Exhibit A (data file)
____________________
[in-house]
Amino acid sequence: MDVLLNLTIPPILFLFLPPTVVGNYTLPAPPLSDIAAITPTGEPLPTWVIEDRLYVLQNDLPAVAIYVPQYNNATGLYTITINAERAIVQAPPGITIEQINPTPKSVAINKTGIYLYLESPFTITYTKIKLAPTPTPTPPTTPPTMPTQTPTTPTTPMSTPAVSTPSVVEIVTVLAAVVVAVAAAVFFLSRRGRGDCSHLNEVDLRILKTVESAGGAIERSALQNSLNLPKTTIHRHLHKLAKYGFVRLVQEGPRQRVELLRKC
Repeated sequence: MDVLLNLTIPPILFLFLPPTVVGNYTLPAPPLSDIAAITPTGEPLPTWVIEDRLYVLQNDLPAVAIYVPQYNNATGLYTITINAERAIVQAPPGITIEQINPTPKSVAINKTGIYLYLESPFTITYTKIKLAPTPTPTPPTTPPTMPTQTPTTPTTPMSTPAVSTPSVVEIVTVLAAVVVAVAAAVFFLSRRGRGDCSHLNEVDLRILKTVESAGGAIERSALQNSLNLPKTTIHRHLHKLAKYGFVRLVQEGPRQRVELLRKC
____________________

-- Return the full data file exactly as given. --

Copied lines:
[in-house]
Amino acid sequence: MDVLLNLTIPPILFLFLPPTVVGNYTLPAPPLSDIAAITPTGEPLPTWVIEDRLYVLQNDLPAVAIYVPQYNNATGLYTITINAERAIVQAPPGITIEQINPTPKSVAINKTGIYLYLESPFTITYTKIKLAPTPTPTPPTTPPTMPTQTPTTPTTPMSTPAVSTPSVVEIVTVLAAVVVAVAAAVFFLSRRGRGDCSHLNEVDLRILKTVESAGGAIERSALQNSLNLPKTTIHRHLHKLAKYGFVRLVQEGPRQRVELLRKC
Repeated sequence: MDVLLNLTIPPILFLFLPPTVVGNYTLPAPPLSDIAAITPTGEPLPTWVIEDRLYVLQNDLPAVAIYVPQYNNATGLYTITINAERAIVQAPPGITIEQINPTPKSVAINKTGIYLYLESPFTITYTKIKLAPTPTPTPPTTPPTMPTQTPTTPTTPMSTPAVSTPSVVEIVTVLAAVVVAVAAAVFFLSRRGRGDCSHLNEVDLRILKTVESAGGAIERSALQNSLNLPKTTIHRHLHKLAKYGFVRLVQEGPRQRVELLRKC